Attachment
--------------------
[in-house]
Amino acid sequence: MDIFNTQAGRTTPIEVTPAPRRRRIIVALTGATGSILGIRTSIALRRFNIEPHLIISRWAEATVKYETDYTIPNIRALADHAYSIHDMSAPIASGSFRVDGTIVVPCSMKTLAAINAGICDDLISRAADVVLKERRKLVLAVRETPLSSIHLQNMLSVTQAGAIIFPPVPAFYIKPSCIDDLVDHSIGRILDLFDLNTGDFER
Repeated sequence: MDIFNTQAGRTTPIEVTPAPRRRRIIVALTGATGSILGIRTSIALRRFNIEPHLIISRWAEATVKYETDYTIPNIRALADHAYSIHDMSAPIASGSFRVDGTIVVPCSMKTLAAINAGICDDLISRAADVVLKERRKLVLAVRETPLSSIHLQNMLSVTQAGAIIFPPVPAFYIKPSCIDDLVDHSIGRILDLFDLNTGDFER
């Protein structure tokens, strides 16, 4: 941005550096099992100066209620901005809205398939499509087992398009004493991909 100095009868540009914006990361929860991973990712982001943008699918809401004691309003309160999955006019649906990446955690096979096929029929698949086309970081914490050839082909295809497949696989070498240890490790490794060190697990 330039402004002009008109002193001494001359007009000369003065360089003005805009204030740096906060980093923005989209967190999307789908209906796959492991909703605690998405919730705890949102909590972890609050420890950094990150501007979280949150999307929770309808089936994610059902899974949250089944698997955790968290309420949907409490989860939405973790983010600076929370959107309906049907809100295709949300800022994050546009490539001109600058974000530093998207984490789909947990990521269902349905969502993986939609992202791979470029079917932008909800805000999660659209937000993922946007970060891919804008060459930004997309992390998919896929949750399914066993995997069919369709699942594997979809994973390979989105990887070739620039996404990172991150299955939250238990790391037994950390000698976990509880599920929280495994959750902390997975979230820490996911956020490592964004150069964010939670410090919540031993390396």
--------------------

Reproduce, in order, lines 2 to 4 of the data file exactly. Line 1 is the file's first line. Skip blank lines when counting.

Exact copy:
Amino acid sequence: MDIFNTQAGRTTPIEVTPAPRRRRIIVALTGATGSILGIRTSIALRRFNIEPHLIISRWAEATVKYETDYTIPNIRALADHAYSIHDMSAPIASGSFRVDGTIVVPCSMKTLAAINAGICDDLISRAADVVLKERRKLVLAVRETPLSSIHLQNMLSVTQAGAIIFPPVPAFYIKPSCIDDLVDHSIGRILDLFDLNTGDFER
Repeated sequence: MDIFNTQAGRTTPIEVTPAPRRRRIIVALTGATGSILGIRTSIALRRFNIEPHLIISRWAEATVKYETDYTIPNIRALADHAYSIHDMSAPIASGSFRVDGTIVVPCSMKTLAAINAGICDDLISRAADVVLKERRKLVLAVRETPLSSIHLQNMLSVTQAGAIIFPPVPAFYIKPSCIDDLVDHSIGRILDLFDLNTGDFER
């Protein structure tokens, strides 16, 4: 941005550096099992100066209620901005809205398939499509087992398009004493991909 100095009868540009914006990361929860991973990712982001943008699918809401004691309003309160999955006019649906990446955690096979096929029929698949086309970081914490050839082909295809497949696989070498240890490790490794060190697990 330039402004002009008109002193001494001359007009000369003065360089003005805009204030740096906060980093923005989209967190999307789908209906796959492991909703605690998405919730705890949102909590972890609050420890950094990150501007979280949150999307929770309808089936994610059902899974949250089944698997955790968290309420949907409490989860939405973790983010600076929370959107309906049907809100295709949300800022994050546009490539001109600058974000530093998207984490789909947990990521269902349905969502993986939609992202791979470029079917932008909800805000999660659209937000993922946007970060891919804008060459930004997309992390998919896929949750399914066993995997069919369709699942594997979809994973390979989105990887070739620039996404990172991150299955939250238990790391037994950390000698976990509880599920929280495994959750902390997975979230820490996911956020490592964004150069964010939670410090919540031993390396």